"Growing up I was not a home run hitter," Riotto said. "Not at all. I don't think I hit very many and have only hit like four or five here, so I'm not really a home run hitter."

On the night, Riotto had a career-high four hits and two stolen bases along with a season-high three RBIs and two runs scored.

"It feels good to have a night like this. The road has been long, but it's been worth it to work it out and hopefully get some better at bats going," Riotto said. "But, I'd obviously trade a night like this for a win any day of the week. It's nice to see the work pay off, but when it comes down to the stat book or not, I know what my at bats are like so I stay pretty confident throughout the way."

The injury bug has been slightly contagious for Penn State all season starting with Riotto at the beginning of the year. In the first game against TCU, the left fielder was sidelined for nearly a month .

"I mean it's been a long road for sure," Riotto said. "It was tough to deal with for a little while. A lot of long nights staying up thinking about it, but coming back, there are a lot of adjustments that have been made."

Rejoining the team in the middle of March, he has found himself mostly at the top of the lineup, but Penn State head coach Rob Cooper penciled his left fielder in at the fifth spot against Northwestern Friday.

"You know, I hit him two-spot a lot last year just because I liked the way he was swinging the bat," Cooper said. "A lot of it has to do with who is swinging the bat well within the last five to 10 games and getting those guys who are feeling good up there as many times as possible."

In the bottom of the second, Riotto led off the inning with a single to center field. After stealing second, he advanced to third on a single by Ryan Sloniger to right. With Riotto on third, the designated hitter, Brett Davis, laid a bunt down the first baseline. Once Riotto saw that the bunt was down, he charged home and put a run on the board early for the Nittany Lions.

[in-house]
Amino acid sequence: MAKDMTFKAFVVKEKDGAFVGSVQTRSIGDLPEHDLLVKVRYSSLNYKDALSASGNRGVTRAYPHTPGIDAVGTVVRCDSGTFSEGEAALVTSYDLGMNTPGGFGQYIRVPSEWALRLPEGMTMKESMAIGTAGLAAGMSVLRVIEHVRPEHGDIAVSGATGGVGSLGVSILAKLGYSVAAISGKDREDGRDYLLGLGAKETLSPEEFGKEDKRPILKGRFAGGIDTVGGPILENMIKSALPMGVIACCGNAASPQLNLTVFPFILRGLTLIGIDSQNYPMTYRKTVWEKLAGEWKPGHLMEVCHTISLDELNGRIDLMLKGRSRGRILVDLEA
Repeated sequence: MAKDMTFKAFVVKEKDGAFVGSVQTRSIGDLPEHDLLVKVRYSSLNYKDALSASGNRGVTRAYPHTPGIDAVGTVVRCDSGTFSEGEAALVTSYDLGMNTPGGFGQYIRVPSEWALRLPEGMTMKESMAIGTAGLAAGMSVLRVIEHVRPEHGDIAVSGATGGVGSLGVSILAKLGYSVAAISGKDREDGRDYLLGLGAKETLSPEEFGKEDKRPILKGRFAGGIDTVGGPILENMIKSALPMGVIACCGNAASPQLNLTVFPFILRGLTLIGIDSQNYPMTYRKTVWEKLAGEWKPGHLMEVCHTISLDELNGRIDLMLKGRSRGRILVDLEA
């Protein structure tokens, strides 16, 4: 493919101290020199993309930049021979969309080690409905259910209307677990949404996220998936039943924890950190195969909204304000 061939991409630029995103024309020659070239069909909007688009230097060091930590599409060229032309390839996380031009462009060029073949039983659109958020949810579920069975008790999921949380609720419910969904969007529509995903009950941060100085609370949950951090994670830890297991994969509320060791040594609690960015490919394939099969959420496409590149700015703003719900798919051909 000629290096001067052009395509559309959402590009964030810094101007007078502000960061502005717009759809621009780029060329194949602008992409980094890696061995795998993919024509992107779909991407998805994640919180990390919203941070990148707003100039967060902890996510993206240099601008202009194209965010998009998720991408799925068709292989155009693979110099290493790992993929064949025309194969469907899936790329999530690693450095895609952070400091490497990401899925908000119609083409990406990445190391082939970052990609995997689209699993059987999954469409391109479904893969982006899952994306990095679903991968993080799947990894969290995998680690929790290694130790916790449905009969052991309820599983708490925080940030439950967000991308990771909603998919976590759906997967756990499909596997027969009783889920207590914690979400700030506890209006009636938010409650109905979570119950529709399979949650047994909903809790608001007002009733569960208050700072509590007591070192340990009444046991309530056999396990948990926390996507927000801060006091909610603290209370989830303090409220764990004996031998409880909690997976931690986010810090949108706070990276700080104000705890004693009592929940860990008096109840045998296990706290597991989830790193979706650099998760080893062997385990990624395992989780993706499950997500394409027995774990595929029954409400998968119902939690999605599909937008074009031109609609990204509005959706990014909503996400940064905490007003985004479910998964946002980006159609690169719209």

"Getting that first run in is big because we have been struggling early," Riotto said. "We haven't really bunted too much this year and we ask a guy like him, a freshman, to bunt and it's really big for him to get it down and get us going early."

In the bottom of the fourth, Riotto was due up to lead off the inning yet again. The natural lead-off hitter worked the count to 2-0. With the hitter's count, Riotto drove the ball deep to right-center field over the 375-foot mark.

"I mean it's fun to hit home runs," Riotto said. "I don't get to do it too often, so it's definitely fun, but it's just kind of a mistake. Not completely a mistake, but it's just a miss where I was trying to hit it hard up the middle and I pulled it a little bit and got it in the air."

With runners on first and second in the bottom of the fifth, the senior worked a seven-pitch at-bat and drove the final pitch he saw through the right side to bring home the fourth Penn State run of the game.

"I've been making a lot of adjustments with our hitting coach," Riotto said. "We've been working on a lot of balance stuff so that felt good. It was just trusting what I've been doing rather than pressing like I had been for a little while. I was trying to make the defense make a play and I just found holes and I am thankful for that."

After a nine-run sixth inning for the Wildcats, the Nittany Lions relied on the hot bat of Riotto to keep the team in the game. Down 11-4, Riotto walked up to the plate with two outs and a runner on second as the Penn State student section, Cooperstown, chanted "Rio, Rio, Rio, Rio," to the beat of the Spanish "Olé" chant.